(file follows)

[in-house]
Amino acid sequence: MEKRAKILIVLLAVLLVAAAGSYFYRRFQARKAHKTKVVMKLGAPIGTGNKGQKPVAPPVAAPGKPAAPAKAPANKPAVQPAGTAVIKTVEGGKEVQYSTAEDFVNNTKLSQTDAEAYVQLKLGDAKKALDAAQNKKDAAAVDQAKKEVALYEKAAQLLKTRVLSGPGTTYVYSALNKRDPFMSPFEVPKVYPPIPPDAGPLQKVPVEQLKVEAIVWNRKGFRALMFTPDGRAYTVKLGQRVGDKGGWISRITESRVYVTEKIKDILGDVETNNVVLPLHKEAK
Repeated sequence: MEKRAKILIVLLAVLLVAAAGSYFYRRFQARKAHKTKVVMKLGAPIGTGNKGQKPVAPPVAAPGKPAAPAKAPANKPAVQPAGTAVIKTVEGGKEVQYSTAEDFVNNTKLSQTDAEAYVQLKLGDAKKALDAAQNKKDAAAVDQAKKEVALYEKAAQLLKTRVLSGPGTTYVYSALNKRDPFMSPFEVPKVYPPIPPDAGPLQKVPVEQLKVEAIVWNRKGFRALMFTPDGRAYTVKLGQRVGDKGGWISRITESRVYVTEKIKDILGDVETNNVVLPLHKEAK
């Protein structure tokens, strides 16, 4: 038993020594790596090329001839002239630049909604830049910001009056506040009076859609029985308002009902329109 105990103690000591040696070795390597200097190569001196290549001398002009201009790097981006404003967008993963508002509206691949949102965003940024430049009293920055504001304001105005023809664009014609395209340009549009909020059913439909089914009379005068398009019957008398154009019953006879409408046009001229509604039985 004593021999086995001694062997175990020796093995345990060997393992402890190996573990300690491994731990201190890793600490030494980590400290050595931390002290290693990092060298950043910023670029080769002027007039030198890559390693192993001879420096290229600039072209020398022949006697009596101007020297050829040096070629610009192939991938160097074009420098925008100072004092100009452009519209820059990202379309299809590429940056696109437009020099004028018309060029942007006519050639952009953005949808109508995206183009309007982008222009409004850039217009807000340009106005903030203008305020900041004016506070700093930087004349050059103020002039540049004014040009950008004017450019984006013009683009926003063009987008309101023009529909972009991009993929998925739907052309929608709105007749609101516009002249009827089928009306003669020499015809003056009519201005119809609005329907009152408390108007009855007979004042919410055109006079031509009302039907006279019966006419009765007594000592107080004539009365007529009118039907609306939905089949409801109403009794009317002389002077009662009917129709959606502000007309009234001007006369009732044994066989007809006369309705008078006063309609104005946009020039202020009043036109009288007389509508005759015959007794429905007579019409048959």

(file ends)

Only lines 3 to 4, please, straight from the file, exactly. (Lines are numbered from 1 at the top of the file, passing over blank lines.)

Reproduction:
Repeated sequence: MEKRAKILIVLLAVLLVAAAGSYFYRRFQARKAHKTKVVMKLGAPIGTGNKGQKPVAPPVAAPGKPAAPAKAPANKPAVQPAGTAVIKTVEGGKEVQYSTAEDFVNNTKLSQTDAEAYVQLKLGDAKKALDAAQNKKDAAAVDQAKKEVALYEKAAQLLKTRVLSGPGTTYVYSALNKRDPFMSPFEVPKVYPPIPPDAGPLQKVPVEQLKVEAIVWNRKGFRALMFTPDGRAYTVKLGQRVGDKGGWISRITESRVYVTEKIKDILGDVETNNVVLPLHKEAK
């Protein structure tokens, strides 16, 4: 038993020594790596090329001839002239630049909604830049910001009056506040009076859609029985308002009902329109 105990103690000591040696070795390597200097190569001196290549001398002009201009790097981006404003967008993963508002509206691949949102965003940024430049009293920055504001304001105005023809664009014609395209340009549009909020059913439909089914009379005068398009019957008398154009019953006879409408046009001229509604039985 004593021999086995001694062997175990020796093995345990060997393992402890190996573990300690491994731990201190890793600490030494980590400290050595931390002290290693990092060298950043910023670029080769002027007039030198890559390693192993001879420096290229600039072209020398022949006697009596101007020297050829040096070629610009192939991938160097074009420098925008100072004092100009452009519209820059990202379309299809590429940056696109437009020099004028018309060029942007006519050639952009953005949808109508995206183009309007982008222009409004850039217009807000340009106005903030203008305020900041004016506070700093930087004349050059103020002039540049004014040009950008004017450019984006013009683009926003063009987008309101023009529909972009991009993929998925739907052309929608709105007749609101516009002249009827089928009306003669020499015809003056009519201005119809609005329907009152408390108007009855007979004042919410055109006079031509009302039907006279019966006419009765007594000592107080004539009365007529009118039907609306939905089949409801109403009794009317002389002077009662009917129709959606502000007309009234001007006369009732044994066989007809006369309705008078006063309609104005946009020039202020009043036109009288007389509508005759015959007794429905007579019409048959």